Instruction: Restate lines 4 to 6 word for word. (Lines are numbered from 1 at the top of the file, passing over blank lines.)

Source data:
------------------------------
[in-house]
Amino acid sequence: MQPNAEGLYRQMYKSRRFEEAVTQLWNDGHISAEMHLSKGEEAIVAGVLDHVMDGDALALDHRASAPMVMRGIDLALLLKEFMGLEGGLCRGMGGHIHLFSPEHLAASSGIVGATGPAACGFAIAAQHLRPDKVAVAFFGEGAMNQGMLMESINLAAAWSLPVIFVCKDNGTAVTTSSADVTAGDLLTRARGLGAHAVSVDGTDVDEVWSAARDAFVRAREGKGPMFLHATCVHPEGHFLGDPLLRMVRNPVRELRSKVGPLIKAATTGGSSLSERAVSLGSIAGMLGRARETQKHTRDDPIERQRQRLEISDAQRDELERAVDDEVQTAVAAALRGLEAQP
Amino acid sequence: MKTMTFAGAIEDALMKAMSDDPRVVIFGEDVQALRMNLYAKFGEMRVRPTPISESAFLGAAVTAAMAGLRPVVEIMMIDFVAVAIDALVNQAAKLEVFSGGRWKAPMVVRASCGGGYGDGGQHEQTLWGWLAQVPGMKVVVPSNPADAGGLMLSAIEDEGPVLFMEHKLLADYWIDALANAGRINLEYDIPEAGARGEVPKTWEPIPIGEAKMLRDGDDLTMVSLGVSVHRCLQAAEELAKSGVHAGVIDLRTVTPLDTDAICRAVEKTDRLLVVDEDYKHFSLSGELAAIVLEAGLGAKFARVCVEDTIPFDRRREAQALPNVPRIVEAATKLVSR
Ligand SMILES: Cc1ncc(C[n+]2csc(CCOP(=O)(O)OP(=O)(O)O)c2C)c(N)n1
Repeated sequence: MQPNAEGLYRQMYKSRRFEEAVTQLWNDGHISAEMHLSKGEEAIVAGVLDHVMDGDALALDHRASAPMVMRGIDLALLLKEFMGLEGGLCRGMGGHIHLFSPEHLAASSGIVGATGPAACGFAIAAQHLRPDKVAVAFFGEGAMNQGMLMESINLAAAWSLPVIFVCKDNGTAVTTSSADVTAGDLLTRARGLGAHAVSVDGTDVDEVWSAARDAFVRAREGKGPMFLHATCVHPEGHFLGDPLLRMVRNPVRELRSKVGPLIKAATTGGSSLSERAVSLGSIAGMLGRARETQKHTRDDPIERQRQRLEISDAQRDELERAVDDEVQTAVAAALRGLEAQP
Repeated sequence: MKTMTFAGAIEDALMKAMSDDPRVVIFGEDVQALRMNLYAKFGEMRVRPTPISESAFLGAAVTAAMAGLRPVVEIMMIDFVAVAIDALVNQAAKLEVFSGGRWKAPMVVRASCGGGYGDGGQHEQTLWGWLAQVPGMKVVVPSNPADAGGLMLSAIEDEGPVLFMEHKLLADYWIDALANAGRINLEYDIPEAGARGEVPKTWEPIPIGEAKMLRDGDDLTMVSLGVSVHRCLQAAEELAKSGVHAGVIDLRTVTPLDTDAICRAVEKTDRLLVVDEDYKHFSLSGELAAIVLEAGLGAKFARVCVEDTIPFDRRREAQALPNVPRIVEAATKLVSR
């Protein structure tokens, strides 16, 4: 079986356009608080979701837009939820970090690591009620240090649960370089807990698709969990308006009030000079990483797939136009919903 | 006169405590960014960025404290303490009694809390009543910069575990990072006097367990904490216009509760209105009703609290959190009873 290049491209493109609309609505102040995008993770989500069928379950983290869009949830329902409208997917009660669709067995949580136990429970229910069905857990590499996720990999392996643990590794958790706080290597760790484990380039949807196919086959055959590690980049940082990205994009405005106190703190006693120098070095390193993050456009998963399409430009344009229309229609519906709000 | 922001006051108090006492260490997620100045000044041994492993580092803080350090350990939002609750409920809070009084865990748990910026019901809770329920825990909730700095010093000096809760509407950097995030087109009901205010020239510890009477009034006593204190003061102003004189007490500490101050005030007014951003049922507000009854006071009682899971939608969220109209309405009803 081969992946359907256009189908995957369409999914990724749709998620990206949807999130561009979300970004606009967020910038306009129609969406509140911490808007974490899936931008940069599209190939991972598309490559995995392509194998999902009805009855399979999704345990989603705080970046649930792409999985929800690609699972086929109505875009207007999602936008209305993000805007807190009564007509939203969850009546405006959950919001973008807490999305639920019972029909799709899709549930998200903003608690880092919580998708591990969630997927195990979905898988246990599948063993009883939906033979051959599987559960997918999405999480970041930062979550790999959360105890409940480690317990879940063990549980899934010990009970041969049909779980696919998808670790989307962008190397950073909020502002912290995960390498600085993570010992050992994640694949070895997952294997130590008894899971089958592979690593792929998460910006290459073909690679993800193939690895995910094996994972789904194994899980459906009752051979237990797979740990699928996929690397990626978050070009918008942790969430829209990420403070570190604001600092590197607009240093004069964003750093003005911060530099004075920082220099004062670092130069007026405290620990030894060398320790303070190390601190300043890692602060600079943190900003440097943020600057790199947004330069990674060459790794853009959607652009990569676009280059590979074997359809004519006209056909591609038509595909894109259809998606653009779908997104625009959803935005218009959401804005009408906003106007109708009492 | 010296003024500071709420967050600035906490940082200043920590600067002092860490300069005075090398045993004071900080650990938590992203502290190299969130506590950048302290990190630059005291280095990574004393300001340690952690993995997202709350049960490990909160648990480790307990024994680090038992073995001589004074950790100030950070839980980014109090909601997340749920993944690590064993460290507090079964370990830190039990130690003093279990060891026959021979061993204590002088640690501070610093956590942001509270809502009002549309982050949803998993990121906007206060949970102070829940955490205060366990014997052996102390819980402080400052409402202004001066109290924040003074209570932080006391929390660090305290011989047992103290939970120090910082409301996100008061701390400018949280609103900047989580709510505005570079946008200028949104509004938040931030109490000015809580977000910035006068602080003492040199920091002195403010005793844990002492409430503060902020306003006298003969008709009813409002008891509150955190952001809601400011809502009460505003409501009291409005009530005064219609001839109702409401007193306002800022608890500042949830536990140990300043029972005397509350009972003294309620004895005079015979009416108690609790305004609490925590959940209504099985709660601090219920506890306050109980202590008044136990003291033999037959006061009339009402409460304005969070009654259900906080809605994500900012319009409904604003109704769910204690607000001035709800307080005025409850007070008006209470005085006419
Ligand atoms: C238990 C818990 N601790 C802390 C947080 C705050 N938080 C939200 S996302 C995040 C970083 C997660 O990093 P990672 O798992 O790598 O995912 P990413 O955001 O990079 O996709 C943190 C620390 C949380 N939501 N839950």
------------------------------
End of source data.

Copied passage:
Ligand SMILES: Cc1ncc(C[n+]2csc(CCOP(=O)(O)OP(=O)(O)O)c2C)c(N)n1
Repeated sequence: MQPNAEGLYRQMYKSRRFEEAVTQLWNDGHISAEMHLSKGEEAIVAGVLDHVMDGDALALDHRASAPMVMRGIDLALLLKEFMGLEGGLCRGMGGHIHLFSPEHLAASSGIVGATGPAACGFAIAAQHLRPDKVAVAFFGEGAMNQGMLMESINLAAAWSLPVIFVCKDNGTAVTTSSADVTAGDLLTRARGLGAHAVSVDGTDVDEVWSAARDAFVRAREGKGPMFLHATCVHPEGHFLGDPLLRMVRNPVRELRSKVGPLIKAATTGGSSLSERAVSLGSIAGMLGRARETQKHTRDDPIERQRQRLEISDAQRDELERAVDDEVQTAVAAALRGLEAQP
Repeated sequence: MKTMTFAGAIEDALMKAMSDDPRVVIFGEDVQALRMNLYAKFGEMRVRPTPISESAFLGAAVTAAMAGLRPVVEIMMIDFVAVAIDALVNQAAKLEVFSGGRWKAPMVVRASCGGGYGDGGQHEQTLWGWLAQVPGMKVVVPSNPADAGGLMLSAIEDEGPVLFMEHKLLADYWIDALANAGRINLEYDIPEAGARGEVPKTWEPIPIGEAKMLRDGDDLTMVSLGVSVHRCLQAAEELAKSGVHAGVIDLRTVTPLDTDAICRAVEKTDRLLVVDEDYKHFSLSGELAAIVLEAGLGAKFARVCVEDTIPFDRRREAQALPNVPRIVEAATKLVSR